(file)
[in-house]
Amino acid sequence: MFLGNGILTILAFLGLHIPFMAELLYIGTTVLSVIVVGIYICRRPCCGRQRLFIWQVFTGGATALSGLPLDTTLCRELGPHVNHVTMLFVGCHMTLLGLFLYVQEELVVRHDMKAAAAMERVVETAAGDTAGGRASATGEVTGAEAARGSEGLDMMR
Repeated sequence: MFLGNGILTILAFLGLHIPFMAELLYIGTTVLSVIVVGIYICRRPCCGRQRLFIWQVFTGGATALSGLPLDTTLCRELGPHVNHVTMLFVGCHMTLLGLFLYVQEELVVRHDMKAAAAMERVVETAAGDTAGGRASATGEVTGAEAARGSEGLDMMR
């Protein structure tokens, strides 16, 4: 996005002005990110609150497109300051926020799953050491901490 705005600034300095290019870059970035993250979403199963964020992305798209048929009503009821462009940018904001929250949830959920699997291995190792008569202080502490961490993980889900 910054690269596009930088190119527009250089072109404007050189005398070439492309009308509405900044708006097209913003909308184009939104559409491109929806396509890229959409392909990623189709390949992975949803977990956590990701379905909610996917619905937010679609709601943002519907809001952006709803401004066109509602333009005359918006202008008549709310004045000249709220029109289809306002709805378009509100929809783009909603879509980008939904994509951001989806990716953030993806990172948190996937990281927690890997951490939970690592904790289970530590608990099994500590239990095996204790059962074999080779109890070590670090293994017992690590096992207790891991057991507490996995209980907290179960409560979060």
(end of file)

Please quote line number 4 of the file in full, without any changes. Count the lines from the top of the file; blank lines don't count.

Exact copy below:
């Protein structure tokens, strides 16, 4: 996005002005990110609150497109300051926020799953050491901490 705005600034300095290019870059970035993250979403199963964020992305798209048929009503009821462009940018904001929250949830959920699997291995190792008569202080502490961490993980889900 910054690269596009930088190119527009250089072109404007050189005398070439492309009308509405900044708006097209913003909308184009939104559409491109929806396509890229959409392909990623189709390949992975949803977990956590990701379905909610996917619905937010679609709601943002519907809001952006709803401004066109509602333009005359918006202008008549709310004045000249709220029109289809306002709805378009509100929809783009909603879509980008939904994509951001989806990716953030993806990172948190996937990281927690890997951490939970690592904790289970530590608990099994500590239990095996204790059962074999080779109890070590670090293994017992690590096992207790891991057991507490996995209980907290179960409560979060």